The UC Master Gardener's Website provides University of California research based information and assistance to home gardeners. Ask a question, attend a public class or find information through our free publications......Enjoy!
For more information about the Master Gardener Program in Yolo County call: (530) 666-8737.
My Giving Story
#MyGivingStory is a nationwide social media storytelling contest sponsored by Giving Tuesday that aims to foster a public discussion about the reasons people give. From November 17th–December 31st, 2016, Giving Tuesday asks individuals to share personal stories about what inspires them to give (time, money, advocacy, etc.) to a favorite non-profit organization. Grant prizes ranging from $2,000-10,000 will go to the organizations featured in the top six stories. $2,000 will go to the organizations featured in the two stories awarded honorable mentions for “Best Use of Original Video.”
Dear Yolo County Gardener,
We’d be honored if you would take this opportunity to reflect upon your commitment to our work.
How to Enter #MyGivingStory
- Go to the contest entry form (http://bit.ly/2fM4SJp) or visit the #MyGivingStory tab on #GivingTuesday’s Facebook page.
- Post a short essay (150- 600 words) responding to the question, “What inspires you to give?”
- In it, tell the story of a specific instance in which you supported a nonprofit organization in a way that was meaningful to you.
- Submit your story by December 31st
- Share and promote your submission on social media with #MyGivingStory and #GivingTuesday.
- Contact email@example.com with any questions.
Thank you for your support of the Yolo County Master Gardeners.
Aaugh! What is this stuff on my plants!?
These spit like foam balls on your plants are caused by the spittle bug nymph that is encased inside the 'spittle' and very common this time of year on a variety of plants.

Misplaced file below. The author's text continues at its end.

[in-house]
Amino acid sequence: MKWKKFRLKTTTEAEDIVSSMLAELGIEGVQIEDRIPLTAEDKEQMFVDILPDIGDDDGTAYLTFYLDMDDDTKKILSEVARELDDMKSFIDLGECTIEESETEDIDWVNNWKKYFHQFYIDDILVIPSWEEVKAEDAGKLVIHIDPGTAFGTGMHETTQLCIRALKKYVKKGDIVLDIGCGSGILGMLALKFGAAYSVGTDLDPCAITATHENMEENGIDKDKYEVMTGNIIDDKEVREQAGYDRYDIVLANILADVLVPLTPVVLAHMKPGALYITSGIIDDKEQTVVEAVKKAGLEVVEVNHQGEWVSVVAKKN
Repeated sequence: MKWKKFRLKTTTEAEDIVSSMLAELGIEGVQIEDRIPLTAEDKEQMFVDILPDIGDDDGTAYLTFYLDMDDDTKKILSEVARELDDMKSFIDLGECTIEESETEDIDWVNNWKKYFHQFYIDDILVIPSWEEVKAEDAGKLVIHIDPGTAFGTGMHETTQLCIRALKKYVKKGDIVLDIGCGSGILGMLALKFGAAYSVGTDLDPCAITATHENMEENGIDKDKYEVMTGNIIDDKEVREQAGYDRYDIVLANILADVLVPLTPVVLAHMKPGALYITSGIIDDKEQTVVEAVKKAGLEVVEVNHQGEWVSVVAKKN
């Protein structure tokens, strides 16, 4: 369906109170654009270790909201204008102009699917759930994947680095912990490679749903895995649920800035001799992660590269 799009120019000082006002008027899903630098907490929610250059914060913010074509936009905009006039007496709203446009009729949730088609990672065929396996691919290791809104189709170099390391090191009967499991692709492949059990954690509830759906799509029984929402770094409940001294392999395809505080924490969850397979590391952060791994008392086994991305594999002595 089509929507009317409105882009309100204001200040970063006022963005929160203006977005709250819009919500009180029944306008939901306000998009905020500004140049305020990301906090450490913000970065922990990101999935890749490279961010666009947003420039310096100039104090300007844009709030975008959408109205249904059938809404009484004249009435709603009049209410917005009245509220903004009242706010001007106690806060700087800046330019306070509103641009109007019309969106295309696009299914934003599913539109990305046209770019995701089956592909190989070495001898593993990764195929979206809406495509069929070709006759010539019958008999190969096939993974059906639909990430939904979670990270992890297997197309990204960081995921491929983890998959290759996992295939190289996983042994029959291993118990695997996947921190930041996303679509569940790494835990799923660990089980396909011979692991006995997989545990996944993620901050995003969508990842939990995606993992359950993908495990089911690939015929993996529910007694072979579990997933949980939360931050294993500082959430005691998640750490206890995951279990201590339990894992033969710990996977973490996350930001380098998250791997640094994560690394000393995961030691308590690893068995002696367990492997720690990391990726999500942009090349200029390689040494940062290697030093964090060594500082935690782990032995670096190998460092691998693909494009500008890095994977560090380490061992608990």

Spittlebugs occur throughout the U.S. and can at least occasionally be found on almost any plant.
Adult spittlebugs are inconspicuous, often greenish or brownish insects, about 1/4 inch long. Adult spittlebugs look like leafhoppers and readily jump or fly when disturbed. Immature spittlebugs are recognized by the frothy white mass that nymphs surround themselves with on plant tissue where they feed.
Adult females lay small eggs in rows in hidden parts of the plant, such as the sheath between leaves and stems. Nymphs undergo about five molts, and may be orange, yellow, or green. More than one nymph may be found in a single spittle mass.
Spittlebugs suck plant juices. Heavy infestations may distort plant tissue and slow plant growth. The obvious and occasionally abundant masses of white foam on cones, foliage, or stems may be unsightly, but spittlebugs do not seriously harm established woody plants.
Spittlebugs can be tolerated; they do not usually cause significant damage. Handpick or wash off with water. Spittlebugs are more likely to become abundant on woody plants when they migrate from nearby herbaceous species. Cut weeds or wash spittlebugs off these alternate hosts in the spring, before the insects mature and can spread.
November in the Garden
Watch for early frost and cover container plants that may be sensitive. Bring others indoors.
Irrigation systems may be turned off this month in most years. If rain is late, you may need to continue to irrigate. A soil moisture sensor may be useful.
Sharpen shears and loppers: a clean cut is a healthy cut.
Protect newly planted annuals and emerging bulbs from slugs and snails.
Continue to clean up the garden to discourage disease.
Look for late aphids on winter vegetable crops. Blast them off with water.
Some fruit trees will require dormant spraying this month. Apply first dose of fixed copper as dormant spray.
Avoid over-pruning of perennials to reduce their susceptibility to freeze damage in the coming winter.
Time to Plant
Bulbs and Flowers
Plant bulbs for spring bloom, such as daffodils, freesias, crocus, scilla, lirope, muscari, allium, and Dutch iris.
Purchase amaryllis, narcissus, and hyacinth bulbs for indoor forcing.
Plant campanula, columbine, delphinium, oriental poppy, scaveola, and salvia.
Plant Flower seeds for spring bloom.
Vegetables & Herbs
Directly seed fava beans and peas.
Transplant seedlings or purchased plants of kale, lettuce, spinach, cabbage, cauliflower, broccoli, peas, beans, beets and carrots.
Harvest broccoli, cauliflower, lettuce, radishes, rutabaga, lettuce, turnips, and potatoes.
New 2016 Edition "Gardener's Companion" Garden Journal on sale now! $18
Journal includes :
- Monthly Planting Guides
- Monthly Garden Checklist
- Vegetable Planting Guide
- Drought Tolerant Plants
- Guides to Growing
and much more for the Yolo County Gardener.
All sale proceeds support The UC Master Gardener's of Yolo County.
Is freeze in the forecast?
Yes! Read about how to protect sensitive plants from the low temperatures that are forecast this week. Follow this link
|Holiday Floral Arrangements||12/17/2016|
Gardening with Limited Water
Learn the best ways to care for your plants during this drought. Either select the link from the top navigation above or click here for links to helpful information about using less water in your garden.